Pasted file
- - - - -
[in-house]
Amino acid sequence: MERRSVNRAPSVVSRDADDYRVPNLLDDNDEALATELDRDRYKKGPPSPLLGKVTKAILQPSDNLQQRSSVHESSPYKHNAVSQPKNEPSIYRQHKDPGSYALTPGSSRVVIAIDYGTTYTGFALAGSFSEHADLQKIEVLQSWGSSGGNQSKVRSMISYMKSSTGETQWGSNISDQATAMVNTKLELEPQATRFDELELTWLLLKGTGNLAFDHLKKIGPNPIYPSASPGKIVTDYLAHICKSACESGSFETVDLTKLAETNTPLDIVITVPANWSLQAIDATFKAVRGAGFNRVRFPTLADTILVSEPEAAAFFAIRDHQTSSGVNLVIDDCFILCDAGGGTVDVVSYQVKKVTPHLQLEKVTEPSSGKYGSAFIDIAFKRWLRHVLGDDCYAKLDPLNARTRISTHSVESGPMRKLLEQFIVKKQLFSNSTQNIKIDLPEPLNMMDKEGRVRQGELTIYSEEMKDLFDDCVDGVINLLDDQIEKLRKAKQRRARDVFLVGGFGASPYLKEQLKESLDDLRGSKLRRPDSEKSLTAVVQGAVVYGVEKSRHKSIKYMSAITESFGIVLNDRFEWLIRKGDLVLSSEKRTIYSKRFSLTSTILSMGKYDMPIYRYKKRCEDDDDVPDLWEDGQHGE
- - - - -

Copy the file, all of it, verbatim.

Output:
[in-house]
Amino acid sequence: MERRSVNRAPSVVSRDADDYRVPNLLDDNDEALATELDRDRYKKGPPSPLLGKVTKAILQPSDNLQQRSSVHESSPYKHNAVSQPKNEPSIYRQHKDPGSYALTPGSSRVVIAIDYGTTYTGFALAGSFSEHADLQKIEVLQSWGSSGGNQSKVRSMISYMKSSTGETQWGSNISDQATAMVNTKLELEPQATRFDELELTWLLLKGTGNLAFDHLKKIGPNPIYPSASPGKIVTDYLAHICKSACESGSFETVDLTKLAETNTPLDIVITVPANWSLQAIDATFKAVRGAGFNRVRFPTLADTILVSEPEAAAFFAIRDHQTSSGVNLVIDDCFILCDAGGGTVDVVSYQVKKVTPHLQLEKVTEPSSGKYGSAFIDIAFKRWLRHVLGDDCYAKLDPLNARTRISTHSVESGPMRKLLEQFIVKKQLFSNSTQNIKIDLPEPLNMMDKEGRVRQGELTIYSEEMKDLFDDCVDGVINLLDDQIEKLRKAKQRRARDVFLVGGFGASPYLKEQLKESLDDLRGSKLRRPDSEKSLTAVVQGAVVYGVEKSRHKSIKYMSAITESFGIVLNDRFEWLIRKGDLVLSSEKRTIYSKRFSLTSTILSMGKYDMPIYRYKKRCEDDDDVPDLWEDGQHGE